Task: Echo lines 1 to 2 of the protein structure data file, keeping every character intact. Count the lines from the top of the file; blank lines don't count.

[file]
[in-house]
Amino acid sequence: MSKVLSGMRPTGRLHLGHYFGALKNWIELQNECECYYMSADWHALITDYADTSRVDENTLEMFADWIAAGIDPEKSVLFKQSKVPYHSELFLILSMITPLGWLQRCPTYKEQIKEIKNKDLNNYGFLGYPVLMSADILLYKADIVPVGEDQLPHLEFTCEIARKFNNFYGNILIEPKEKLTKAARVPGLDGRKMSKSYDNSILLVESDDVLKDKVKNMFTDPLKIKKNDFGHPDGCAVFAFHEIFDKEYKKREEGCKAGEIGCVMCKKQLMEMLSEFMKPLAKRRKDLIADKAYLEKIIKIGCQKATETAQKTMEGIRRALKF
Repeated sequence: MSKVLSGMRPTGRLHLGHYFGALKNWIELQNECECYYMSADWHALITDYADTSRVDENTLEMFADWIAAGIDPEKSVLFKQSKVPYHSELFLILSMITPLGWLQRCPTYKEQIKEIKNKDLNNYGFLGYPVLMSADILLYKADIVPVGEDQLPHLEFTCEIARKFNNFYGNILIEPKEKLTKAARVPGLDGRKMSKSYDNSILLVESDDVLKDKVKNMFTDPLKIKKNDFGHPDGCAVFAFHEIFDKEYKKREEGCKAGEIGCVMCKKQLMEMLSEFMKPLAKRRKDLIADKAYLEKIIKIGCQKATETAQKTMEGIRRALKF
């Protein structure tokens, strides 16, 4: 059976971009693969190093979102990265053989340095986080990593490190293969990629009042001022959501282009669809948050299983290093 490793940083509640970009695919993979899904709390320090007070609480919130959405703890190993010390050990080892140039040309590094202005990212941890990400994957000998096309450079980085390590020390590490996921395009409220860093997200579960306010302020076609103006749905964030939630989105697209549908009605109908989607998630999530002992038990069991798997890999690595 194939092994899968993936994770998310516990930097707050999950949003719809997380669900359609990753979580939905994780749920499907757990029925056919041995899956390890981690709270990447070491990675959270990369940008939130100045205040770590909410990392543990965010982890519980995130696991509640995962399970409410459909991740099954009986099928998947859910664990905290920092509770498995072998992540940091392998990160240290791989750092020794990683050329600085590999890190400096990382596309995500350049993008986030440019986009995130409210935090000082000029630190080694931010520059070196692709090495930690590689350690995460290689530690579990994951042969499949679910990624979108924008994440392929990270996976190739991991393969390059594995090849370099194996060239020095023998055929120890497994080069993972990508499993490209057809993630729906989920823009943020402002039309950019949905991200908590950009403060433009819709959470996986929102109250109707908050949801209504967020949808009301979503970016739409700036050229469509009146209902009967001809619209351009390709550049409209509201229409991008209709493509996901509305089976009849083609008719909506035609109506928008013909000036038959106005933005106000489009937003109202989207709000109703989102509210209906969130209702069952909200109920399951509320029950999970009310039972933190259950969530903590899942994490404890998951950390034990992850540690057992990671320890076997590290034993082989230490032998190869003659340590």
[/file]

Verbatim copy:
[in-house]
Amino acid sequence: MSKVLSGMRPTGRLHLGHYFGALKNWIELQNECECYYMSADWHALITDYADTSRVDENTLEMFADWIAAGIDPEKSVLFKQSKVPYHSELFLILSMITPLGWLQRCPTYKEQIKEIKNKDLNNYGFLGYPVLMSADILLYKADIVPVGEDQLPHLEFTCEIARKFNNFYGNILIEPKEKLTKAARVPGLDGRKMSKSYDNSILLVESDDVLKDKVKNMFTDPLKIKKNDFGHPDGCAVFAFHEIFDKEYKKREEGCKAGEIGCVMCKKQLMEMLSEFMKPLAKRRKDLIADKAYLEKIIKIGCQKATETAQKTMEGIRRALKF